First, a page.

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Re: attic files

From: Kaz Kylheku
Subject: Re: attic files
Date: 4 Oct 2002 15:25:23 -0700

"Stefan Monnier <address@hidden>" 
<> wrote in message 
> >>>>> "Kaz" == Kaz Kylheku <address@hidden> writes:
> > I have that script; it's called ``mcvs convert''. That's the one
> Sorry, I missed it.

I looked at the source; it's broken. I never updated it to use the new
MAP format since the symlink support was added. It should also pull
out the execute permissions and represent them properly.

> >> It should be all that's needed to turn a CVS repository into a Meta-CVS
> >> one, right ?
> > No. Doing it right is actually very complicated. You see the CVS
> > repository has a history, and that history contains file removals,
> > additions, branches, release tags and so on. To complicate matters,
> > the fidelity of some the information may be low. Tags may be
> > inconsistently applied, or appear in different orders in different
> > files and so on.  The problems is reconstructing a fake history of the
> Yuck.

That's not all; how about reconstructing the renames properly? Suppose
that in the history of the CVS sandbox, someone removed a foo.c, then
added a bar.c with exactly the same contents and kept going. The grab
command can figure this out from snapshots; so the convert command
should do no worse, right?

So you are looking at: taking the contents of foo.c,v and bar.c,v,
determining that they are supposed to be the same object, and then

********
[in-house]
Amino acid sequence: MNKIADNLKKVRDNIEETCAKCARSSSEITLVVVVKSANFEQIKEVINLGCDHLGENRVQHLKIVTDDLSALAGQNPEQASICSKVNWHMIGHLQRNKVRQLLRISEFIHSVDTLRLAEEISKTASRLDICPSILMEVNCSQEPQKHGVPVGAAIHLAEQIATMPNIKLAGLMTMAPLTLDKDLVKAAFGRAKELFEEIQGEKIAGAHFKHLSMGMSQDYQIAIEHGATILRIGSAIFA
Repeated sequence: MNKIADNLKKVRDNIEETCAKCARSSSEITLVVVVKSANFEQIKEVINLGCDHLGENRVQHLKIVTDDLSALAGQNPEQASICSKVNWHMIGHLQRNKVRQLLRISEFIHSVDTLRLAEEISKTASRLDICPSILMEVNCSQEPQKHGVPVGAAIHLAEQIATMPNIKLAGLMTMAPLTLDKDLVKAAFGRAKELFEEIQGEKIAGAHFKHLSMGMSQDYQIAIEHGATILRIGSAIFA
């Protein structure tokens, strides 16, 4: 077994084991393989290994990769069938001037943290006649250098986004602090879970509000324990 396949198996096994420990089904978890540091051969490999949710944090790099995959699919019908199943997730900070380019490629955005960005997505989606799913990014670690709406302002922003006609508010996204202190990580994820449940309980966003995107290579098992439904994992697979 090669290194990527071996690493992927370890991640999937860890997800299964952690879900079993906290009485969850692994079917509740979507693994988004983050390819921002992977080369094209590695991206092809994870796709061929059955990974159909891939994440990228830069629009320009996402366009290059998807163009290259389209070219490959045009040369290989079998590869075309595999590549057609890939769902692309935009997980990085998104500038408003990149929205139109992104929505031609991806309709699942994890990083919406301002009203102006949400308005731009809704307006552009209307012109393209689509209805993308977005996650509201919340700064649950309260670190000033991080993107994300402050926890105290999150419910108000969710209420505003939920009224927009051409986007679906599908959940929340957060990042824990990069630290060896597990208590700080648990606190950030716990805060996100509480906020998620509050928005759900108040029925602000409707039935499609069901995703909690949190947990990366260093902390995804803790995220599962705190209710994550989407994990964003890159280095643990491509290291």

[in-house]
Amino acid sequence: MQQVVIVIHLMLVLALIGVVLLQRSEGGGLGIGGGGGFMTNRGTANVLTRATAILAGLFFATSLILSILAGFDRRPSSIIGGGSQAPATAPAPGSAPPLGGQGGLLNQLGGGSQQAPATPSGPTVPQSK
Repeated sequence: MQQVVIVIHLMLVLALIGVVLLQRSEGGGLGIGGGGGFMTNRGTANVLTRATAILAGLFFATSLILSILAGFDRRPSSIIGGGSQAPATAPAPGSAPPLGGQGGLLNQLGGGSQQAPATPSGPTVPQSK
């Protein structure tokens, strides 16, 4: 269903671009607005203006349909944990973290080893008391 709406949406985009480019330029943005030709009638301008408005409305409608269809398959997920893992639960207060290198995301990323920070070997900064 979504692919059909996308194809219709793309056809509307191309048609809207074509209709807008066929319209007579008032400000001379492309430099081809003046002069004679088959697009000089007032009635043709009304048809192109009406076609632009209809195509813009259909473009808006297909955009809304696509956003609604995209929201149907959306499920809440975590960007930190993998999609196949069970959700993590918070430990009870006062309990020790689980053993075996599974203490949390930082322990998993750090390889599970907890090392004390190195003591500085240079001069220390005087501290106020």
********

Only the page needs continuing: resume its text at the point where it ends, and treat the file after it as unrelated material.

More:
merging their RCS files into one RCS file, and storing the appropriate
information in the appropriate faked out version nodes of the MAP

> > Since you aren't going to be descending into the MCVS directory much,
> > how the contents look like shouldn't bother you. There is only one
> > MCVS directory in your whole project, at the root level.
> Well, I have many small projects.  I guess I could turn them into
> a single large project, hmmm....

You could. Note that Meta-CVS supports the concept of a ``partial
sandbox''. If you type ``mcvs co project sub/dir'' then you get a
sandbox called ``dir'' containing only the specified subdirectory.
This is (currently) not efficient in terms of reducing the amount of
material actually downloaded from CVS, but it gives you the high level
semantics of having checked out just that subdirectory, which can be
useful. As a developer you can pretend that you have a bunch of small
projects. As a release manager, you can treat them as one big project:
branch the whole world at once, tag a release over all the projects,

If someone renames a file from your visible area into an area of the
project that is not visible in your partial sandbox, or moves files
into your sandbox, this is intelligently handled, and you see messages

   * moving foo.c -> (out of sandbox)
   * moving (out of sandbox) -> bar.html

The grab command supports partial sandboxes also; this allows you to
track third party code at the component level, rather than
whole-project level. For instance if there is some interesting library
you'd like to add as a subdirectory of your project, just add an extra
parameter to grab to specify the subdirectory name. Only that
subdirectory is synchronized to the third-party tree; the invisible
parts of the project are ignored and untouched. If you don't plan on
making any local modifications to it right away, you can just grab
snapshots of it directly to the trunk.

The current Meta-CVS has features that are not described at all in the
Jan. 25 paper, and the format of the MAP file is different too.

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